Cambridge, UK-based San Genetics, a startup with about 25 employees is on a mission to increase participation in clinical trials. They just raised $3.4 million in seed funding to help develop a free at-home DNA testing kit for up to 3,000 people impacted by the condition known as “long COVID” as well as support the ongoing development of its technology platform. The investment round was led by Episode 1 Ventures along with Seedcamp, Cambridge Enterprise, January Ventures and a number of Europe and American angel investors. The group, which was founded sometime in 2017, first raised a “pre-seed” funding in 2018 worth about $680,000. The group’s founders all met while attending Cambridge University. Charlotte Guzzo, Patrick Short and William Jones all were postgrads studying genomics when they decided to make the leap into the world of entrepreneurialism. Their offering seeks to overcome two profound trends, including 1) increasing patient/participant study recruitment challenges in at least Western research, and 2) ongoing revolution of precision or personalized medicine. In a bid to capitalize on these trends, offering transformational value, they seek to build what is known as a “private-by-design” research platform supporting patient participation in biomedical research. Supporting participation from the comfort of a patient’s home, they have tailored their approach for select therapeutic areas to start including ulcerative colitis, multiple sclerosis, ankylosing spondylitis and NAFLD. Their team will open up a Parkinson’s disease program sometime in 2021.
Why was this venture formed?
To solve the growing challenge of a lack of sufficient numbers of patients and participants for biomedical research, including clinical trials.
Why does the industry have such difficulty in finding participants for studies?
A number of factors from ever increasingly complex study protocols to ever more precise biotech-based therapies can narrow the range of study of patient targets. In places like America, which traditionally run the most studies there are far more studies than there are patients—put another way, generally in the West, the trend heads toward too many studies chasing too few patients. This is one reason why China becomes a more attractive place for some biotech companies to conduct research.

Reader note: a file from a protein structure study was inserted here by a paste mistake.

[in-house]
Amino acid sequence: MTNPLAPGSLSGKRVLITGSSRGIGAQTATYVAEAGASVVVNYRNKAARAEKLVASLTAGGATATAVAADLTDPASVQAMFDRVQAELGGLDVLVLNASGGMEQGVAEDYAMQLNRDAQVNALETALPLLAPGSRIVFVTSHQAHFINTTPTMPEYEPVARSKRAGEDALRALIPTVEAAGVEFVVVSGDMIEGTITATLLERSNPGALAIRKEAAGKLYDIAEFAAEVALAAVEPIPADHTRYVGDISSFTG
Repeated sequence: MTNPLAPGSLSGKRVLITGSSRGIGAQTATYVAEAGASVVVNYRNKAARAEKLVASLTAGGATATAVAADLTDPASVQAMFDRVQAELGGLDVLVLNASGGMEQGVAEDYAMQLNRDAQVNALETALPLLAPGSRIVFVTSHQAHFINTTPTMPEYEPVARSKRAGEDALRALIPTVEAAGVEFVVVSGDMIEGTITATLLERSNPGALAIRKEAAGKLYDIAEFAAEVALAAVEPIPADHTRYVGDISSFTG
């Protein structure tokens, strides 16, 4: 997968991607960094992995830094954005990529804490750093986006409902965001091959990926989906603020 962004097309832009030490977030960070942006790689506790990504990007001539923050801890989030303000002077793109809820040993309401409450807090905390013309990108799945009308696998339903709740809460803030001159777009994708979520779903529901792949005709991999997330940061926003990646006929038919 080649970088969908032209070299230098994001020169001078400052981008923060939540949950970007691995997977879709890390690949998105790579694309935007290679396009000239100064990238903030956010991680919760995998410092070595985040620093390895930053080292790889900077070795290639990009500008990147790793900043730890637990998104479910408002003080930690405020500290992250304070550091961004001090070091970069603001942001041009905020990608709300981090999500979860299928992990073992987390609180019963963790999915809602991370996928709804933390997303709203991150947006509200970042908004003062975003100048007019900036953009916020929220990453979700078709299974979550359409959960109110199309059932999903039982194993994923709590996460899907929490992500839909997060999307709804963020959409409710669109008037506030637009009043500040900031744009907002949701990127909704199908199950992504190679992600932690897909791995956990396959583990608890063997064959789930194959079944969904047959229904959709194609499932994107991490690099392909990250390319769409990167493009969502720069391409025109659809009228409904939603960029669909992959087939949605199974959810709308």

Patrick Short, the company’s CEO, rightfully shared with TechCrunch that “For participants in medical research, the process is not user friendly” continuing for O’Hear, “There is usually little to no benefit for participants beyond altruism, taking part in difficult and time-consuming and people are also concerned about the privacy of their sensitive genetic and medical information.”
Mr. Short shared with the TechCrunch writer that this leaves research sponsors, whether academic or industry, in a tough spot: it’s challenging to find and retain research participants and the associated costs are legendary—and have been this way for a long time.
This challenge is magnified when factoring in the precision medicine revolution where targeted treatments necessarily require targeted participation. As most health systems don’t typically offer genetic tests as a standard of care, medical records, for example, cannot be just easily mined to find specific patients.
How will San Genetics try to overcome these challenges?
They form a part of the patient-centric movement in research. That is it is based on the premise that those sponsors that make life easier for patients, that support and facilitate studies that connect to their specific needs and their particular health issues of these patients, all things being equal, will recruit and enroll more patients/participants than those that do not take on this patient-centered focus.
But more importantly and specifically, the venture’s genetic testing and tech platform facilitate the more efficient and effective matching of research study to research participants. More specifically, their platform purportedly aids the sponsor’s quest for the right patient while it’s at-home assay and associated instructions ensures greater participation in any study.
How do they monetize this offering?
TechCrunch reports that the company already generates revenues by selling data to biotech and pharma sponsors. That is biotech or pharmaceutical companies pay them fees to identify the right patient for the right study.
The CEO told TechCrunch that their fees include a “…set-up fee for each referral we make of an interested and eligible participant to their research study.”
Call to Action: Follow the link to check out the informative TechCrunch article.